Young Scientists

Salma Sylla: "I want to teach astrophysics in Senegal"

Who are you?

I am Salma Sylla Mbaye. I am a PhD candidate in astrophysics. Currently I am at the University of Antwerp for the first year of my doctorate. My background is atomic and nuclear physics, where I obtained a diploma of advanced studies, at the Institute of Applied Nuclear Technology, at the Cheikh Anta Diop University in Dakar. For my PhD, I'm working on collisions on Jupiter. The purpose of this study is to estimate the age of the external solar system. This PhD is a collaboration between Senegal, the University of Antwerp in Belgium, the Cadi Ayyad University in Morocco and the University of Toulouse in France. I have a scholarship from the Father Louis Bruyns Foundation in Belgium and also a scholarship from the Organization for Women in Science for the Developping World.

How did you become an astrophysicist?

I am very passionate about science. Since my secondary school years, I was very interested in astrophysics. But there was no astrophysics in our university. I chose to study physics and chemistry. After my master's degree, I was able to study atomic and nuclear physics. During my studies in atomic and nuclear physics, I had the opportunity to attend an international conference. At the end of this conference, there were several astrophysicists, including Professor Katrien Kolenberg, who is currently my supervisor at the University of Antwerp. The same year, I also had the opportunity to attend another meeting in Ouagadougou, where there were several astrophysicists as well, because it was a meeting related to astronomy. And there, I was able to witness the founding of the African Astronomical Society. And I also had the opportunity to apply for a scholarship to go to France for an internship at the Commissariat à l'Énergie Atomique in Saclay. After that, I returned to Senegal, with the aim of doing research in science, but the path was not always easy.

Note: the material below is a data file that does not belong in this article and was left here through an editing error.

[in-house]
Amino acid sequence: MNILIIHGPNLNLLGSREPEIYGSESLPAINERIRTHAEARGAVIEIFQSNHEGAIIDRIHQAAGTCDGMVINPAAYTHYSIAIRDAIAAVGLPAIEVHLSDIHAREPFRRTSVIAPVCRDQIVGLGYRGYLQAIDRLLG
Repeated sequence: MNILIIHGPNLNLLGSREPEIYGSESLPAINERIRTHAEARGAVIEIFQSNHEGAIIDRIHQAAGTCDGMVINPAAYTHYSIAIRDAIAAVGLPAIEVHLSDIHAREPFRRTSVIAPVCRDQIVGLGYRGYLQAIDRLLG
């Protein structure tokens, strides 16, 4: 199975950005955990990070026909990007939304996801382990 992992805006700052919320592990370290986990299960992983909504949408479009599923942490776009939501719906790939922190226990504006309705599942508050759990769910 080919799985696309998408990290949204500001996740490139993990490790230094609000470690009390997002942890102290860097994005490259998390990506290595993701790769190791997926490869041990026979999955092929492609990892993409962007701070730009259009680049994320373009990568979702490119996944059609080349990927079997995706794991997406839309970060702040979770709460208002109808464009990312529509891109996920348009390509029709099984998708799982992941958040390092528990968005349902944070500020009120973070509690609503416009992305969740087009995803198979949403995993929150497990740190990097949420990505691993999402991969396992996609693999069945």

What difficulties did you meet?

I graduated in 2011, and it was only in 2017 that I was able to begin my PhD. So the path was not really obvious. In the meantime, since I also had a degree in computer engineering, I was able to work in computers. As I went on attending conferences in the field of science, in 2016 I attended a conference in astronomy, which was organized by the Senegalese Association for the Promotion of Astronomy, and by a French scientist working at the Institut de Recherche pour le Développement in Senegal. During this meeting, I learned that there was a possibility to apply for a PhD, and I discussed it with my local mentor, Ababacar Sadikh Ndao, who supported the idea. And now I'm in science forever.

What do you plan to do after your PhD?

My aims after my PhD are mainly to introduce astronomy in Senegal. To teach astrophysics at university. Set up cooperations with Belgium, France and around the world to bring astrophysics to Senegal. I would also like to work with the Development Office for Astronomy, and also with the African Initiative for Planetary Sciences, that motivates African countries to collaborate to bring astronomy to Africa. I would like to popularize astronomy, by going to schools to introduce astronomy so that children, starting in primary school, know that this science exists that it is really important that Senegal be involved in this research.

Why is the development of astronomy important for Senegal?

Senegal must have its word in astrophysics science. Currently, there is a strong NASA team, the team that supervised the probe around the former planet Pluto. And why is this team currently in Senegal? Because there is a very important event in astronomy, an occultation called the MU69 ocultation, which will be visible during the night of 3rd to 4th August, and this event will only be visible in two countries in the world, including Senegal. So Senegal has every need to get involved in astronomy science in order to be able to bring its touch, in a global way.

Interview by Jean-Bruno Tagne

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